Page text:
A mysterious viral advertising campaign has surfaced on television and the Internet this week, which has been further amplified over the blogosphere. In fact, flickr, facebook , YouTube, and blog sites have surface around it.
A simple green background shows the number 230, with a winking electric outlet instead of the zero. Below is the date 8-11.
AdAge determined that the source of the campaign is none other than GM, but the automaker and its ad agencies won’t say what it means.
Speculation has varied on its meaning from the MPG of the Buick plug-in to the MPG of the Volt or even something to do with charging at 220V.
GM is holding a press conference in Detroit on August 11th, and yes I will be there.
Reports quote sources as saying the number will be the Volt’s official MPG rating, but how they came to it remains a mystery; highway, city, average, none of the above? And if so how was it calculated? The EPA city cycle is 11.04 miles, the highway cycle is 10.26 miles. The car goes 40 mile without any gas, and 78% of drivers drive less than 40 miles per day (utility factor). Do your own math.
Here’s my guess:
I heard of a method to determine the MPG of an EREV; first the car is driven from a full battery until it reaches charge-sustaining mode, then one more cycle is driven. If we use the highway schedule, the first 40 miles are electric. One more cycle is 11 more miles. If the Volt gets 50 MPG in charge sustaining mode, it will use .22 gallons of gas for that 11 miles. Thus 51 miles/.22 gallons = 231.8 MPG.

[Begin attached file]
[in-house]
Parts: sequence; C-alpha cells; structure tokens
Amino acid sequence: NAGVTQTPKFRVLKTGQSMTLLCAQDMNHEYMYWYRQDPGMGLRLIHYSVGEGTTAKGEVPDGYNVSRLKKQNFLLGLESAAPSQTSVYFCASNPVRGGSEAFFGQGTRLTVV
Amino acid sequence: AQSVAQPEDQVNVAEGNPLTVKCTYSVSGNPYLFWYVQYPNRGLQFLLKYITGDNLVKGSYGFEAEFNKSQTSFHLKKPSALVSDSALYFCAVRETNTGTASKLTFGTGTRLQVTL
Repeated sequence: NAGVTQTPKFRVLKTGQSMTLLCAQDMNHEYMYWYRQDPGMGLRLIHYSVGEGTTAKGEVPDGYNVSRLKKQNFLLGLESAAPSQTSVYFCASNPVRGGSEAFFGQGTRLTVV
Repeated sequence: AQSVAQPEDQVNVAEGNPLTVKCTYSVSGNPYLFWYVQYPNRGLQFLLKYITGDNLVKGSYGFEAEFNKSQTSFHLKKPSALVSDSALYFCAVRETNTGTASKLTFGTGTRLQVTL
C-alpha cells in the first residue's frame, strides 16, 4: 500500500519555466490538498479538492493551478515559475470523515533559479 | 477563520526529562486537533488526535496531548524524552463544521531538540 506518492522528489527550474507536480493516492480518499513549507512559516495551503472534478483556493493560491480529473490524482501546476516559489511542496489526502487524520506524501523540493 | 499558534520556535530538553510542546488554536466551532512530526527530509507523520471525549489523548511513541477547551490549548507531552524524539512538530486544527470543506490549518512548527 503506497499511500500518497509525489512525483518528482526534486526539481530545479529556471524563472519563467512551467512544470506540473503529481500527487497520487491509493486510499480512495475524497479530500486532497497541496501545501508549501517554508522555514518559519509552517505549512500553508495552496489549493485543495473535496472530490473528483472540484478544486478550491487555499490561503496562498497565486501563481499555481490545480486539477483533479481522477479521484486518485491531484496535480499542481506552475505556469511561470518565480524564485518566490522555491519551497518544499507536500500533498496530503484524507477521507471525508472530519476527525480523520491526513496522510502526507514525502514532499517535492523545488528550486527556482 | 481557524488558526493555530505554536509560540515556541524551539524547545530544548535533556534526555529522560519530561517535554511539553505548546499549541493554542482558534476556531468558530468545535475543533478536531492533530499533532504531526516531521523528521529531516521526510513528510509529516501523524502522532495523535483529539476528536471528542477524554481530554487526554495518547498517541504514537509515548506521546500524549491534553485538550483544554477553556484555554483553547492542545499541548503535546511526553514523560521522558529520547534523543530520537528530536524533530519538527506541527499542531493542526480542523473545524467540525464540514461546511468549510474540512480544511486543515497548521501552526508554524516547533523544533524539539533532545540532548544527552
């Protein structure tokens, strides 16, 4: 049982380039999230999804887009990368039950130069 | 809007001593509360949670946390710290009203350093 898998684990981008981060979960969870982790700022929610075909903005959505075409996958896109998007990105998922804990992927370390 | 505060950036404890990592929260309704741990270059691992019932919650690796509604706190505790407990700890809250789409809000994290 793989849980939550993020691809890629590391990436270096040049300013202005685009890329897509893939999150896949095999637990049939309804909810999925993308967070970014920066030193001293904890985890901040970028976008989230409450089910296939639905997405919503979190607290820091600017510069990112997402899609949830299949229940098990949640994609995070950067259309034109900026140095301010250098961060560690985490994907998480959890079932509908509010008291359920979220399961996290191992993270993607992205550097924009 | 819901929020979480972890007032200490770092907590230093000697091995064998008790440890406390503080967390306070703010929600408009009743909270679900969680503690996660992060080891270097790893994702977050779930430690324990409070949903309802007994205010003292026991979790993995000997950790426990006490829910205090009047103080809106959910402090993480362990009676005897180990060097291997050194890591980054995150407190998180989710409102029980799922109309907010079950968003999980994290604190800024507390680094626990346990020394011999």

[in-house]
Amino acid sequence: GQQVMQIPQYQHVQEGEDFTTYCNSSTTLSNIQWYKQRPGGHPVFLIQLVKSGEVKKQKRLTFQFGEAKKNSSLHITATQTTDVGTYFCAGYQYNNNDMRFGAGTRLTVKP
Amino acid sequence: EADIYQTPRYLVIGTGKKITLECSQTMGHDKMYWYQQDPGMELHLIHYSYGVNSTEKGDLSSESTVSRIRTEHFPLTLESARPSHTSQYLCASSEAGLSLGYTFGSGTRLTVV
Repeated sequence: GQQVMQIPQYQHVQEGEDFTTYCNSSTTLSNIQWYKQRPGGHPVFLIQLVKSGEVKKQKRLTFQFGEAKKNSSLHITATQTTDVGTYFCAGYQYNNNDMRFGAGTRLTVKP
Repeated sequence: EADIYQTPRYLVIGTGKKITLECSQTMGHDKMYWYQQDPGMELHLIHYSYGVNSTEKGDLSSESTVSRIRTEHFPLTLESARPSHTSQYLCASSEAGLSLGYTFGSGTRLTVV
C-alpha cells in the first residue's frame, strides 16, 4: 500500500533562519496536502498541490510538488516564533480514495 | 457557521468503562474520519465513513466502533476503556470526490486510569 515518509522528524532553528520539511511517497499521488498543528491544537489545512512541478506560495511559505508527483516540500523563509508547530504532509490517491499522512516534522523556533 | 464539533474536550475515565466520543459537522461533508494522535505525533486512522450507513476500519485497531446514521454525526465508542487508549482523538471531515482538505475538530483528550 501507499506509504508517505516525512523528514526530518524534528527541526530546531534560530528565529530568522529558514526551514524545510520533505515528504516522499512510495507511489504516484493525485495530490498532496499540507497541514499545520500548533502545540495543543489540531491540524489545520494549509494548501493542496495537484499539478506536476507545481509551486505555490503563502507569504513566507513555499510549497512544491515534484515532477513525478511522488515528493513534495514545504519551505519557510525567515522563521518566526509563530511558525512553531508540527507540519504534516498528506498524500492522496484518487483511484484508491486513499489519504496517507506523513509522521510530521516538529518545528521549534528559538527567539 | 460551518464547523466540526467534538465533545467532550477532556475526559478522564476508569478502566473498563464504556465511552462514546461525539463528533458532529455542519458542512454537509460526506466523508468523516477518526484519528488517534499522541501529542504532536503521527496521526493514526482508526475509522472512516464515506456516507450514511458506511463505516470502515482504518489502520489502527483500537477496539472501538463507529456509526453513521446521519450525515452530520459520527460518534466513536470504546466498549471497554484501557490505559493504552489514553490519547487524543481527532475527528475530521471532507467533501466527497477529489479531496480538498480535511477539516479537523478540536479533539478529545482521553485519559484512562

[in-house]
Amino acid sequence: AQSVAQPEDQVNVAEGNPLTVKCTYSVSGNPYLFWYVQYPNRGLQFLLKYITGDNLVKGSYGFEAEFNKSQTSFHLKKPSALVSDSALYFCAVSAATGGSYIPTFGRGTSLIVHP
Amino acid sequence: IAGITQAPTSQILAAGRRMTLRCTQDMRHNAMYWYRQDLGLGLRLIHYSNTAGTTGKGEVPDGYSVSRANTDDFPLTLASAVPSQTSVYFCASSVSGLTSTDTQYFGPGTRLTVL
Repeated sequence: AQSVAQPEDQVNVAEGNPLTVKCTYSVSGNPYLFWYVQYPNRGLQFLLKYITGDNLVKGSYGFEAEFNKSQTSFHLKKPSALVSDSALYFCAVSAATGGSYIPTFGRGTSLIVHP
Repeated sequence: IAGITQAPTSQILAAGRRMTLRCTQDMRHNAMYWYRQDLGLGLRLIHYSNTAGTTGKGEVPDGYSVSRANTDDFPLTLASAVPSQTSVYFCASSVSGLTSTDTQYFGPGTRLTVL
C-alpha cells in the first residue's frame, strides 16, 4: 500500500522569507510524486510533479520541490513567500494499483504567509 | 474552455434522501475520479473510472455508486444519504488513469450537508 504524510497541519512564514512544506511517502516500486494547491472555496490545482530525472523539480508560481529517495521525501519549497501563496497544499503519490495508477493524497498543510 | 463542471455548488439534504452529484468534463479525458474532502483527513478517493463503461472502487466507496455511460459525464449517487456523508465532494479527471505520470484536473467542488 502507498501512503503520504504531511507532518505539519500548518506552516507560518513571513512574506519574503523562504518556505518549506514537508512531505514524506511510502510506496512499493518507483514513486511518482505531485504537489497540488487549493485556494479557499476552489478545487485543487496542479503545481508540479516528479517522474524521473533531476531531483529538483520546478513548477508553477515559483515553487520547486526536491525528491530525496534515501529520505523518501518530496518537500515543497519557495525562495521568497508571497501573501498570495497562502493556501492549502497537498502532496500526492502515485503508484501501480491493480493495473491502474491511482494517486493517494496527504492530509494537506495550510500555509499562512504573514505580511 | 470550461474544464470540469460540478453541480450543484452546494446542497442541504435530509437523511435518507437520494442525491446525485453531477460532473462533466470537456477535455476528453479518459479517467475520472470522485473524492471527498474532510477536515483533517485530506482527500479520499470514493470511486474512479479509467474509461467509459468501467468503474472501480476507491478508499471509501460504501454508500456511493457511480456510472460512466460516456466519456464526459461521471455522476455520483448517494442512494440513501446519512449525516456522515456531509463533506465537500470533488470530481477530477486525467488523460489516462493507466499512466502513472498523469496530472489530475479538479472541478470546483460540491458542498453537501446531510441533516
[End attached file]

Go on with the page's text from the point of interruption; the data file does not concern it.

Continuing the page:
We can have fun guessing for now, but be sure to logon to GM-Volt.com on Tuesday morning and we will have the answer as soon as it hits.
Plus, if you have any questions you want me to ask the Volt team and execs while I am there, leave them in the comments.
[UPDATE: The method referred to to measure the efficiency of an EREV is far more complex and still under development. Though my calculation came out similar the methodology GM actually used to determine the MPG was different. See this post.]
This entry was posted on Saturday, August 8th, 2009 at 8:20 am and is filed under Advertising, Efficiency, Marketing. You can follow any responses to this entry through the RSS 2.0 feed. Both comments and pings are currently closed.